Monday, April 26, 2010

Anat Cohen and the "New" Clarinet

© Andrea Canter

I’ve always loved the clarinet. One of my very first jazz albums was Pete Fountain’s Licorice Stick. I think I was about nine years old. My dad picked it out for me, but I’m not sure why this particular album or even the clarinet. But it made a lasting impression. Maybe 15-20 years later I discovered Richard Stoltzman, a classical clarinetist who also did some jazz and Brazilian music. Strangely, perhaps, I have not delved very deeply into the jazz clarinet canon. I have classic recordings of Benny Goodman and Artie Shaw, like any good jazz enthusiast. I have several modern recordings of Don Byron. But it took Anat Cohen to wake me from my clarinet slumber. I was right when I was merely nine. The clarinet is a gorgeous instrument. It’s time to hear it again as a leading jazz voice—a modern voice.

I suspect there are 200+ people who will agree with me after hearing Anat Cohen at the Dakota last night. Hers was a pleasing premise—salute the great Benny Goodman, play his songbook, but do it filtered by the pace of the 21st century, the rhythms of global cultures. And bring together a band of compatible, virtuosic performers who share a passion for musical expression regardless of artistic origins. Cohen, nothing less than a virtuosic performer and elastic improviser, assembled one of the most satisfying bands I’ve heard yet—the ever-swinging Benny Green on piano, the master pulse-setter Peter Washington on bass, and the king of time and space, Lewis Nash on drums. Last summer they recorded their Goodman interpretations live at the Village Vanguard, releasing the CD last month as Clarinet Work on Anzic Records.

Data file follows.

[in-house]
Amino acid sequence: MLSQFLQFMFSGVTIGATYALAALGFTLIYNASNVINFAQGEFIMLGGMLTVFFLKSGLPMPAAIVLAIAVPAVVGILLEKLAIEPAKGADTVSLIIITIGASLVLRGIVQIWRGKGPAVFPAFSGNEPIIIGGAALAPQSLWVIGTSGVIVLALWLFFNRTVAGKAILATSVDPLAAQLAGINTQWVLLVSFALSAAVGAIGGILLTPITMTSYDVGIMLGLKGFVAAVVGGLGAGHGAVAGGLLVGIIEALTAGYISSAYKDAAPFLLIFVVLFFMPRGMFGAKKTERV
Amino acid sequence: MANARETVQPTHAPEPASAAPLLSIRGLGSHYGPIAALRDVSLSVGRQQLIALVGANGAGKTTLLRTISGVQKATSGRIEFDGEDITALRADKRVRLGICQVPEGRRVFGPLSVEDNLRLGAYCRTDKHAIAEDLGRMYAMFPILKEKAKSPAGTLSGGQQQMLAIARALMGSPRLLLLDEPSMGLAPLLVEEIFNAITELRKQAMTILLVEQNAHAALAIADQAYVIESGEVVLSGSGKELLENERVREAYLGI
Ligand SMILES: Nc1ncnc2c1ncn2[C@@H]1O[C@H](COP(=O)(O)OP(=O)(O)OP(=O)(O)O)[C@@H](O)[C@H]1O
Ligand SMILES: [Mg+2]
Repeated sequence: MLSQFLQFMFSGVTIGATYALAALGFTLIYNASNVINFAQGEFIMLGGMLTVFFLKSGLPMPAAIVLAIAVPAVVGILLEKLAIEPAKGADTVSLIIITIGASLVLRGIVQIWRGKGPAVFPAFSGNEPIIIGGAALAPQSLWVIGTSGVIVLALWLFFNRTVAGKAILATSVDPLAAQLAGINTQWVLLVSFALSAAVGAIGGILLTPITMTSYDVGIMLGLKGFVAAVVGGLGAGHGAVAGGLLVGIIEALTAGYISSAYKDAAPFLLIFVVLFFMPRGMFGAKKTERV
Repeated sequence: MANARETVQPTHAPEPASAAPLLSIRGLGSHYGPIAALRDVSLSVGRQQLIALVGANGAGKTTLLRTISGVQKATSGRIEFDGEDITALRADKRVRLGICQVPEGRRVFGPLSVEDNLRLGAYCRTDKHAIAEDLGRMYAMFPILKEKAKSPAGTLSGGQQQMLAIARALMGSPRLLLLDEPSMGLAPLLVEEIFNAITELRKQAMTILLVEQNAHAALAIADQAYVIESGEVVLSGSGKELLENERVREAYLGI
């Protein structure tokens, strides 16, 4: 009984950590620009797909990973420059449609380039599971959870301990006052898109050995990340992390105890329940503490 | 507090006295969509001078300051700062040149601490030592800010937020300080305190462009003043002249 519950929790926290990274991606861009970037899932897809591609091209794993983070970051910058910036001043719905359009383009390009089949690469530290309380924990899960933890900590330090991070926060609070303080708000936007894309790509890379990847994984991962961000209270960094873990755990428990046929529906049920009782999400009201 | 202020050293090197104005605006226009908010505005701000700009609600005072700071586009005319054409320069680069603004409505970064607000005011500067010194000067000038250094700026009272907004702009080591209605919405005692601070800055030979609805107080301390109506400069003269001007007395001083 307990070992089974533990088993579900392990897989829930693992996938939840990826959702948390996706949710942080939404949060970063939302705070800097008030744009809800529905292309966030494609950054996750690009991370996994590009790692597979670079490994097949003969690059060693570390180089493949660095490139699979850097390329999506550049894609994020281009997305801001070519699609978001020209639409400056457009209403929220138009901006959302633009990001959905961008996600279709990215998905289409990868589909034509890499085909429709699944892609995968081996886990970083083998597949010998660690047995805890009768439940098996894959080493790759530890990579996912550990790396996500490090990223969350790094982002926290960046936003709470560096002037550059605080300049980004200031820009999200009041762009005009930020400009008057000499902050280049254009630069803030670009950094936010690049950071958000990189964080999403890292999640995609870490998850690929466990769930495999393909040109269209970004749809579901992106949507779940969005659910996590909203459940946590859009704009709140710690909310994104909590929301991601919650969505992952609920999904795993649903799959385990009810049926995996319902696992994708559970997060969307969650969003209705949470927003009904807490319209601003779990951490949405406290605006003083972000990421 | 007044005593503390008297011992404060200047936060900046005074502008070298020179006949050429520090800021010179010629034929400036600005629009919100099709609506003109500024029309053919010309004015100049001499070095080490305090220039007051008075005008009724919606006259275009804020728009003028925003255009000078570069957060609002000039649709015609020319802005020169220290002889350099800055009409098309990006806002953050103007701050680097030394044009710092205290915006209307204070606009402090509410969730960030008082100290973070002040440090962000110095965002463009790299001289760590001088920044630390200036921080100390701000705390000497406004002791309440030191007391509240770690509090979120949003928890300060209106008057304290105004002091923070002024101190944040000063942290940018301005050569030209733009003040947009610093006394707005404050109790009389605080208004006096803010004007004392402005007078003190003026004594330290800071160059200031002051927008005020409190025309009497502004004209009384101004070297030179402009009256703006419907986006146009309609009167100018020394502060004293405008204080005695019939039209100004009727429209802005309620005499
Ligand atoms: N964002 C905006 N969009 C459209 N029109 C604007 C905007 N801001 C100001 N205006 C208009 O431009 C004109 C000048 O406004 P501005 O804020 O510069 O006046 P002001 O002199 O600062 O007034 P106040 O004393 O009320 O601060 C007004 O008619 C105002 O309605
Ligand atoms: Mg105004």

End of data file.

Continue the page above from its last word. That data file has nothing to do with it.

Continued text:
Reunited at the Dakota, the quartet tore through Goodman classics, some that have become so commonplace that they are often played on auto pilot—“Sweet Georgia Brown,” “Body and Soul,” “St. Louis Blues.” No auto pilot at the Dakota. Cohen and company treated these old chestnuts with the respect of original compositions. But it was respect augmented with new twists and turns, alterations in tempo, in rhythm, in harmonies such that often these familiar melodies were suddenly transformed into modern masterpieces.

Cohen is perhaps the most expressive reed or brass player I have ever experienced. Not only does her clarinet cover a full range of human emotion, but so do her facial expressions, somehow clearly visible despite that mouthpiece. She sways like a dancer, the clarinet a diminutive partner that she swings up, down, over, under. She covers a good deal of the stage in the course of a tune. I’ve seen horn players, particularly trumpeters and some saxophonists, who kick their feet, swing a leg, wave an arm as an added physical expression of the music. Anat brings that sense of physical abandon to the clarinet. You can hear it in the music – that letting go of all conscious decision-making, reacting in the moment, for the moment.

Her compatriots are kindred spirits. Benny Green contorts and grins at the keyboard. Lewis Nash flails and grins even wider behind the trapset. Only Peter Washington seems to have a well of reserve and more or less deadpan at the bass—but his playing belies the calm.

This night provided a good reminder of where jazz came from in the first place—not from charts, not from fake books. From the heart and soul. And it doesn’t matter if the vehicle is a 1930s popular song or a 21st century free improvisation. Or both at the same time.

Photos (top to bottom): Anat Cohen; Benny Green (with Anat); Lewis Nash; Peter Washington; Anat and Lewis. (All by Andrea Canter at the Dakota, April 25th) . For a more detailed review of the Anat Cohen Quartet at the Dakota, visit